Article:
mov     eax, DWORD PTR [rbp-4]
        add     eax, edx
        leave
        ret
funcb():
        push    rbp
        mov     rbp, rsp
        sub     rsp, 16
        mov     DWORD PTR [rbp-4], 1
        call    func3()
        jmp common_tail

Depending on your point of view this can be seen as either a cool hack or an insult to everything that is good and proper in the world. funcb does an unconditional jump inside the body of an unrelated function. The reason this works is that we know that the functions end in a ret operand which pops a return address from the stack and jumps into that (that is, the "parent function" that called the current function). Thus both code segments are identical and can be collapsed into one. This is an optimisation that can only be done at the assembly level, because C prohibits gotos between functions.

How much does this save?

To test this I wrote a simple Python script that parses assembly output, finds the ends of functions and replaces common tails with jumps as described above. It uses a simple heuristic and only does the reduction if there are three or more common instructions. Then I ran it on the assembly output of SQLite's "amalgamation" source file. That resulted in reductions such as this one:

Ltail_packer_57:
        setne   %al
Ltail_packer_1270:
        andb    $1, %al
        movzbl  %al, %eax
        popq    %rbp
        retq

This function tail is being used in two different ways, sometimes with the setne command and sometimes without. In total the asm file contained 1801 functions. Out of those 1522 could be dedupped. The most common removals looked like this:

       addq    $48, %rsp
       popq    %rbp
       retq

That is, the common function suffix. Interestingly, when the dedupped asm is compiled, the output is about 10k bigger than without dedupping. The original code was 987 kB. I did not measure where the difference comes from. It could be either because the extra labels need extra metadata or because the jmp instruction takes more space than the instructions it replaces because the jump might need a 32 bit offset. A smarter implementation would look to minimize the jump distance so it would fit in 16 bits and thus in a smaller opcode. (I'm not sure if x86-64 has those opcodes so the previous comment might be wrong in practice but the reasoning behind it is still valid.)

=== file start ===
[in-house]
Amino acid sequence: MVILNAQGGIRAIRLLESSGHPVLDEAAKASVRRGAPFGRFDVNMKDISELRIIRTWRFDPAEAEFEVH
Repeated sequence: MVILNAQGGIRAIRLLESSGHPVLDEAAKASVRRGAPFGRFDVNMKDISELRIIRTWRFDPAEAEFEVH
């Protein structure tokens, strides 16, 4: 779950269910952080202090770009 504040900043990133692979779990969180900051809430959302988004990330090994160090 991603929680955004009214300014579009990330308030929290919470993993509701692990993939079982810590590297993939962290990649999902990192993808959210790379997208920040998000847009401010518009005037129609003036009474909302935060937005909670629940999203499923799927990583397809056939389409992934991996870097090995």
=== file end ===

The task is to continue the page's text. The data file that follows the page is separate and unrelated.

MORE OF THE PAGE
Is this actually worth doing?

On the x86 probably not because the machines have a lot of ram to spare and people running them usually only care about raw performance. The x86 instruction set is also quite compact because it has a variable size encoding. The situation is different in ARM and other embedded platforms. They have fewer instructions and a constant encoding size (usually 32 bits). This means longer instruction sequences which gives more potential for size reductions. Some embedded compilers do this optimization so The Real World would seem to indicate that it is worth it.

I wanted to run the test on ARM assembly as well, but parsing it for function tails is much more difficult than for x86 asm so I just gave up. Thus knowing the real benefits would require getting comments from an actual compiler engineer. I don't even pretend to be one on the Internet, so I just filed a feature request on this to the Clang bug tracker.